Defence personnel have been brought into a Hamilton aged care facility to help during a COVID-19 outbreak at the centre.
Five Australian Army personnel arrived at the Eventide Lutheran Retirement Homes and Hamilton Village on Monday afternoon to provide additional support to the facility's nursing staff.
There is currently 14 residents and 13 staff who have tested positive to COVID-19, but the majority aren't showing any symptoms.
The Hamilton aged care centre has been locked down but residents in the independent living units can continue to come and go.
Lutheran Church of Australia Victorian district administrator Stephen Mildred said case numbers had increased slightly since Friday.
"Whilst we've got 14 residents and 13 staff with COVID, they're all well," Mr Mildred said.
"The sickest person has a cough. All the impacted residents have commenced anti-viral oral antibiotics. We've had a very small increase since Friday. On Friday we were at 12 residents and 13 staff."
Mr Mildred said the facility became aware of a positive case at the centre when a resident's visiting relative contacted it on Thursday to notify staff they had received a positive test result.
"We followed that through and their loved one was positive and we proceeded to test the entire site," Mr Mildred said.
Subsequent testing, by RAT and PCR confirmed an increased number of cases on Friday.
Mr Mildred said further PCR testing since Friday had highlighted the additional two cases at the centre, taking the current outbreak to 14 residents and 13 staff on Monday afternoon.
He said the visiting army personnel would help with cleaning, resident communication with loved ones and other tasks which would help nursing staff continue to care for residents.
The centre has 59 residents and staff numbers are about 85 or 90 people working across various shifts across seven days.
"We got it early and an army unit arrived today," Mr Mildred said on Monday afternoon. "We've got five (army) persons and it's a help, to ensure not only the regular care but we're able to have some one-on-one contact between the residents and their loved ones at home, via a number of electronic devices.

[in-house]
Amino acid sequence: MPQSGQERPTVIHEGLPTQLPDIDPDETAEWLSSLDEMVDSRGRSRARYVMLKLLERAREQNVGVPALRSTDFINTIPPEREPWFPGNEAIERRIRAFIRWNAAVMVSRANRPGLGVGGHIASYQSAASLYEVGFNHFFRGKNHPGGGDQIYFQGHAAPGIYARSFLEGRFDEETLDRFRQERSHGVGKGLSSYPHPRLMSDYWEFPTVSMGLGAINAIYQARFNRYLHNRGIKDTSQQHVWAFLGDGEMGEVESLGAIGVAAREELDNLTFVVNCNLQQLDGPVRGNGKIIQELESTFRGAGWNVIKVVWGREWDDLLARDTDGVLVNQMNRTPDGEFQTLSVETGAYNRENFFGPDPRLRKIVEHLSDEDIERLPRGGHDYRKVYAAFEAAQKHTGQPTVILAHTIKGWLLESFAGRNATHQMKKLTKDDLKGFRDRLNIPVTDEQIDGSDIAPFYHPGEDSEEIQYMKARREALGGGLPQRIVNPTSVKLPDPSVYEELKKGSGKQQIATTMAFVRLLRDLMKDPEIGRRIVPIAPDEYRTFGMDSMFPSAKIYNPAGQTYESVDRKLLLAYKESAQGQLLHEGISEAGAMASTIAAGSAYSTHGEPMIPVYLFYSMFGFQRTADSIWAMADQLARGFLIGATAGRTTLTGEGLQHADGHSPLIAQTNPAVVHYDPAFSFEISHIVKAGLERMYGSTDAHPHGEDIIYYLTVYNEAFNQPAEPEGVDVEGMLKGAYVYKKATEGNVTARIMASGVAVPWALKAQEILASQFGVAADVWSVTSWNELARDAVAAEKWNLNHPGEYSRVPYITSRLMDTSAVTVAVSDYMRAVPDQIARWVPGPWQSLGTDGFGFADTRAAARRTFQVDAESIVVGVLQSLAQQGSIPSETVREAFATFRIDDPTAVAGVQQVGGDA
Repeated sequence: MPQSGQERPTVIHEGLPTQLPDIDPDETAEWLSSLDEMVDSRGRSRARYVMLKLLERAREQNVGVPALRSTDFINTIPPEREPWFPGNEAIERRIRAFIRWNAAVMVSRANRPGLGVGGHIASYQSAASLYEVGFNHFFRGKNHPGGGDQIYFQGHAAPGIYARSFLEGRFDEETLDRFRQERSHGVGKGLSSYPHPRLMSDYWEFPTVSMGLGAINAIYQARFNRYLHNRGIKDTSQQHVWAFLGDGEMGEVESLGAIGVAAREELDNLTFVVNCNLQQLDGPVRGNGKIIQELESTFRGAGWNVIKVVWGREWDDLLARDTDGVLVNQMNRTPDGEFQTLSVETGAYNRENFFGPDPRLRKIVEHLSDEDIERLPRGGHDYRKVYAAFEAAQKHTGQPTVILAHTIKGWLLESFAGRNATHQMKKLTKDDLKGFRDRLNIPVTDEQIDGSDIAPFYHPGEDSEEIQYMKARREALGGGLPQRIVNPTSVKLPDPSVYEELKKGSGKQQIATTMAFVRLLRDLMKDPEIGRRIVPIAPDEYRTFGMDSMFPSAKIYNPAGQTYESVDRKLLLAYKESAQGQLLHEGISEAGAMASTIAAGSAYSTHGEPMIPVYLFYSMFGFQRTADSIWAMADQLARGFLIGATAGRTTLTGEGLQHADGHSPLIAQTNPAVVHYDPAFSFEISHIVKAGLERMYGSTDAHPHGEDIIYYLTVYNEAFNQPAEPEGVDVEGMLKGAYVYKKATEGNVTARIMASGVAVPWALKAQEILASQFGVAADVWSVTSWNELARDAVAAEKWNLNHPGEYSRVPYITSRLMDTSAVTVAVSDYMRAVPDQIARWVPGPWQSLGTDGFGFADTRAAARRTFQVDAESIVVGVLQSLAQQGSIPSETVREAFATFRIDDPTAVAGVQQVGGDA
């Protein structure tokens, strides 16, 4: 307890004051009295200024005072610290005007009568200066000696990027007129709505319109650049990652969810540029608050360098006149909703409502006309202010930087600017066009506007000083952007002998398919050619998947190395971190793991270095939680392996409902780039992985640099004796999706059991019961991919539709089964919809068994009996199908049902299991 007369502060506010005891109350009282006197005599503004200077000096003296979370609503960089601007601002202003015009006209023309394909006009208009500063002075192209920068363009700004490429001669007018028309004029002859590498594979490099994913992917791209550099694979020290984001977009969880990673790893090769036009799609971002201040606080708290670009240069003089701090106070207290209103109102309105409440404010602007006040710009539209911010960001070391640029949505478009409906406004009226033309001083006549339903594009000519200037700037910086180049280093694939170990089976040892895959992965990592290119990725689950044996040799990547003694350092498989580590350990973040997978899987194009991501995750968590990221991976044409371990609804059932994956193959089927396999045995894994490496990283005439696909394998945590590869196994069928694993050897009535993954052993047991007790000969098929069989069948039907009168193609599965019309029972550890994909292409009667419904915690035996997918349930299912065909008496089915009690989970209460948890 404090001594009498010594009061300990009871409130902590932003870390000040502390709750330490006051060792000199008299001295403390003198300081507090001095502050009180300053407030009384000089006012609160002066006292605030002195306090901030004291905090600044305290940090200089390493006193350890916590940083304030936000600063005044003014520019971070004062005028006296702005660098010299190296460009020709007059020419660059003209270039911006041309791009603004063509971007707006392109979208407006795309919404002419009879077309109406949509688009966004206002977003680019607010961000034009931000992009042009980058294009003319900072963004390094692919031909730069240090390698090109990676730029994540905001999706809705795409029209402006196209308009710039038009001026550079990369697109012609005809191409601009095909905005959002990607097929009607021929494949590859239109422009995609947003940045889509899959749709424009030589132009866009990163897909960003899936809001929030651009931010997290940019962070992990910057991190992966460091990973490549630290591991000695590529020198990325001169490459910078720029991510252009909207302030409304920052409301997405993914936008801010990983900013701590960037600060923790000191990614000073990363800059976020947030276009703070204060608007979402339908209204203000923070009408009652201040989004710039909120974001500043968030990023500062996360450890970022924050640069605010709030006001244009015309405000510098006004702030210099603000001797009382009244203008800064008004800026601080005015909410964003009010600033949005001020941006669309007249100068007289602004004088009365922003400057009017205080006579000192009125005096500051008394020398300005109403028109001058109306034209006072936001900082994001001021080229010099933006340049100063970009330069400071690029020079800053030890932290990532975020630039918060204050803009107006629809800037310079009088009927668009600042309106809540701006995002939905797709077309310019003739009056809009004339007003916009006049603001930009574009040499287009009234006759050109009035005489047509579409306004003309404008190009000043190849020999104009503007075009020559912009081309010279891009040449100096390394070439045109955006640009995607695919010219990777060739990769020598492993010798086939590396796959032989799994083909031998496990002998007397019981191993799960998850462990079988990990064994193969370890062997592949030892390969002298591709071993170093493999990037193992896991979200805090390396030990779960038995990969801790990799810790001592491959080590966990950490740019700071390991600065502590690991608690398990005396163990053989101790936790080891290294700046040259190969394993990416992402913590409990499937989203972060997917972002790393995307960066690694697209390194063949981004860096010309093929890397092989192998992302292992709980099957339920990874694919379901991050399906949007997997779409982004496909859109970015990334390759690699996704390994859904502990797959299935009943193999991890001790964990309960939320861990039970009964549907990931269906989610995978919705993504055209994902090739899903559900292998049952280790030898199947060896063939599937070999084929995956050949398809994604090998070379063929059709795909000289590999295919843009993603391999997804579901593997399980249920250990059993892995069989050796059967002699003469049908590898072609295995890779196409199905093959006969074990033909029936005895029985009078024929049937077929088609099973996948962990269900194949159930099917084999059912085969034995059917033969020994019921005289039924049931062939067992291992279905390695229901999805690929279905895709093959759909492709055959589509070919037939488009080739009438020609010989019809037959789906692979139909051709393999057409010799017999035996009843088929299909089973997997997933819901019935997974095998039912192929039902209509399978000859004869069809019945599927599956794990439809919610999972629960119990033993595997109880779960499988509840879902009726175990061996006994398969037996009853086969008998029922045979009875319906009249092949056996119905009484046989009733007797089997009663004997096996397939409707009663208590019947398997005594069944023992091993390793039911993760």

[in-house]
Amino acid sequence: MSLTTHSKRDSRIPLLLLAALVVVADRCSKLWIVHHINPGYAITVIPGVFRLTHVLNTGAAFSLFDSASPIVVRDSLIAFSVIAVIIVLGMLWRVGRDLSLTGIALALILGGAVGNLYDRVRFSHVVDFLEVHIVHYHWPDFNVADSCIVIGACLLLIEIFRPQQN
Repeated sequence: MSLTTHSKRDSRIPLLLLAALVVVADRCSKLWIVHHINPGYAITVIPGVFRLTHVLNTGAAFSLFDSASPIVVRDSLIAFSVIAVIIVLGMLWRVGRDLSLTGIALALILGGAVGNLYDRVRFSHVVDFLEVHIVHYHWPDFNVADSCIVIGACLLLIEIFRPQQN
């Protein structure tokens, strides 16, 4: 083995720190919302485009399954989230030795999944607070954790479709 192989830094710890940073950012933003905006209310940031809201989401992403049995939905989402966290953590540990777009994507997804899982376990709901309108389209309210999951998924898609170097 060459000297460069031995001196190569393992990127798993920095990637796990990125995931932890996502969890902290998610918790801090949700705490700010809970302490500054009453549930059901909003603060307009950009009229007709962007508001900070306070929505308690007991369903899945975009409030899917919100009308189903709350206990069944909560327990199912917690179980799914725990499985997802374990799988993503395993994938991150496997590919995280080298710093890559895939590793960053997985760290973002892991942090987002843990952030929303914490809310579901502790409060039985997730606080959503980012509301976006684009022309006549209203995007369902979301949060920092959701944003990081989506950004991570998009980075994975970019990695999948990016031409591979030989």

"It's very helpful to have them available with that sort of thing and frees up our staff for the regular care."
Residents will undergo regular PCR testing every two days until the current outbreak is under control or if residents are experiencing any symptoms.
Mr Mildred said prior to the outbreak, staff were required to return a negative RAT test at the beginning of each shift and this would continue.
He said it was the highest case numbers the centre had experienced.
"This is our largest one," he said. "The others have been very small and quickly contained. The challenge this time is it's contagious and people don't really show any great signs, in terms of symptoms.
"The vaccination works well so you don't see the obvious signs of people being sick. The worst indicated ailment at the moment is someone's got a cough, which is hardly alert stations in terms of symptoms.
"Basically we've got people with COVID but they're well, which I know sounds silly. I think the fact residents have had a fourth dose about a month ago has helped (COVID-19 vaccinations and boosters)."
He said the help from the army was an option made available to the facility. The Standard understands other aged care providers in the region have also had access to army personnel for additional support during recent COVID outbreaks.
"It was an option we took on Saturday, they arrived today as scheduled, on time as you'd expect. The idea is they can help with cleaning, they can help residents contact their loved ones and it frees up our existing staff to focus on the care," he said.
"In this situation we welcome extra help, to get on the front foot. Things are relatively contained. We just follow the plan. I can advise that the public health unit this morning was very happy with what they saw. We've stemmed it basically.
"We're locked down in the aged care facility but not in the independent living units."
Families are receiving regular updates with notifications issued on Friday, Saturday and on Monday afternoon and to continue to issue as part of its COVID-19 plan.
"The first thing we do is let make sure people know what's going on and people are safe and we're looking after them well which is exactly what we're doing and is where we're at. We're quite transparent about it," Mr Mildred said.
"We find it's the best way, getting on the front foot and then if they've got questions they can ask. At the moment everything's running as it should.
"Our message for our residents' families is your loved ones are being well looked after."
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